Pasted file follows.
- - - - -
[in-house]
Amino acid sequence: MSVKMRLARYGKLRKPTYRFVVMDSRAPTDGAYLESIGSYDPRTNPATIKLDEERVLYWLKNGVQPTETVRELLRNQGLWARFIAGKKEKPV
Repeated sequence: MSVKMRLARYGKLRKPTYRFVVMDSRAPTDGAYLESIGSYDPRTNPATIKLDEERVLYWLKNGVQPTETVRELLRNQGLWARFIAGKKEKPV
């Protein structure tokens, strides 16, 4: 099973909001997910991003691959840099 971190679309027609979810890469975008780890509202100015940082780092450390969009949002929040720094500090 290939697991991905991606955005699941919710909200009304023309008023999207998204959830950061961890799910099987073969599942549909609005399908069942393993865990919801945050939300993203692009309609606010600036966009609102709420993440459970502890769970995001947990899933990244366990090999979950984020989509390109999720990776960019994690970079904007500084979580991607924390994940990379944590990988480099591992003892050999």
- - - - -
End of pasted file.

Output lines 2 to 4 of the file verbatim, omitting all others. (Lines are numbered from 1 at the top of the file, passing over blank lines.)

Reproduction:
Amino acid sequence: MSVKMRLARYGKLRKPTYRFVVMDSRAPTDGAYLESIGSYDPRTNPATIKLDEERVLYWLKNGVQPTETVRELLRNQGLWARFIAGKKEKPV
Repeated sequence: MSVKMRLARYGKLRKPTYRFVVMDSRAPTDGAYLESIGSYDPRTNPATIKLDEERVLYWLKNGVQPTETVRELLRNQGLWARFIAGKKEKPV
């Protein structure tokens, strides 16, 4: 099973909001997910991003691959840099 971190679309027609979810890469975008780890509202100015940082780092450390969009949002929040720094500090 290939697991991905991606955005699941919710909200009304023309008023999207998204959830950061961890799910099987073969599942549909609005399908069942393993865990919801945050939300993203692009309609606010600036966009609102709420993440459970502890769970995001947990899933990244366990090999979950984020989509390109999720990776960019994690970079904007500084979580991607924390994940990379944590990988480099591992003892050999």